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J Parasitol. 1987 Jun;73(3):494-502.

Transport of Eimeria necatrix sporozoites in the chicken: effects of irritants injected intraperitoneally.


Light and electron microscopic observations confirmed that Eimeria necatrix sporozoites first enter villous epithelial cells of the chicken small intestine and are transported to the crypts by mononuclear cells. Ultrastructurally, these cells resemble granulated intraepithelial lymphocytes (IEL) rather than macrophages, as suggested previously. The injection of chickens intraperitoneally (i.p.) with a variety of irritants, including proteose peptone, at the time of oocyst inoculation or up to 12 hr postinoculation (PI) resulted in a delay in the arrival of sporozoites at the crypt. Significantly fewer sporozoites had arrived at the crypt by 24 hr PI in i.p.-injected birds as compared to controls. This delay in the arrival of sporozoites at the crypts was reflected by a delay in the development of intestinal lesions and in peak oocyst production. However, there was no significant decrease in the total numbers of oocysts produced by these birds as compared to controls, indicating that no significant loss of sporozoites occurs during the possible rerouting of the parasites. The presence of infective stages in extraintestinal sites was detected by transferring various tissues to coccidia-free recipients. Infection was transferable by gut, liver, and spleen from irritant-injected and control birds at all time intervals studied (12, 24, 36, and 48 hr PI). Infection was also transferable with blood and kidney, but not consistently. A small number of oocysts was passed by the recipients of peritoneal wash from irritant-injected birds at 12 hr PI. In all transfers, the prepatent period was normal, suggesting that the migrant stages are sporozoites.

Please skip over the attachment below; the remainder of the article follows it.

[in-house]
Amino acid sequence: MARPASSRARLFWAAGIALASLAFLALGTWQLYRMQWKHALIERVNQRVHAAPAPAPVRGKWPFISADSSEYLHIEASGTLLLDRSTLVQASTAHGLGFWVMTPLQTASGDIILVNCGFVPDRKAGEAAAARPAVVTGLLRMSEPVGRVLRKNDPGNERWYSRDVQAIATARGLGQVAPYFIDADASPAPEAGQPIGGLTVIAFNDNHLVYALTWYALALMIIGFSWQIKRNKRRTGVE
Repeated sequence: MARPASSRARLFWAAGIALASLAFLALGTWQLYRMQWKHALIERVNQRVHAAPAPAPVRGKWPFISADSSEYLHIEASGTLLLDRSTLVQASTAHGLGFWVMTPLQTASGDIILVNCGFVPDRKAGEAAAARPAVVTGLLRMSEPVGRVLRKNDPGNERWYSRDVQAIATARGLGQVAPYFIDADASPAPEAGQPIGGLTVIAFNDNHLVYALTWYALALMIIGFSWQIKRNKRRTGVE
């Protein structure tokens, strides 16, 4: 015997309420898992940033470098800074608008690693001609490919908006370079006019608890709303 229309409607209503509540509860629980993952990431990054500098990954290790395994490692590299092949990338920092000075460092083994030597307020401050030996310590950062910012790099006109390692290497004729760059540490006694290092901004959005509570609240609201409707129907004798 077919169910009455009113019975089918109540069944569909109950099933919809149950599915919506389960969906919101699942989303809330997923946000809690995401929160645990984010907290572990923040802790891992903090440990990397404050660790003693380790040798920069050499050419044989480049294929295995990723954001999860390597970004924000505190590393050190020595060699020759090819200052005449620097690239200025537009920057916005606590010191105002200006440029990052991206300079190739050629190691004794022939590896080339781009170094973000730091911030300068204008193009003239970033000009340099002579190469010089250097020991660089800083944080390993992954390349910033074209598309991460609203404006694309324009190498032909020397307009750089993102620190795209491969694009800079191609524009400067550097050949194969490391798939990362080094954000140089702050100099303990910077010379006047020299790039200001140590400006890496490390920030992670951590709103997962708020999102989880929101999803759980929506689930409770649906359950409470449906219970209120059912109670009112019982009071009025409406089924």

[Indexed for MEDLINE]

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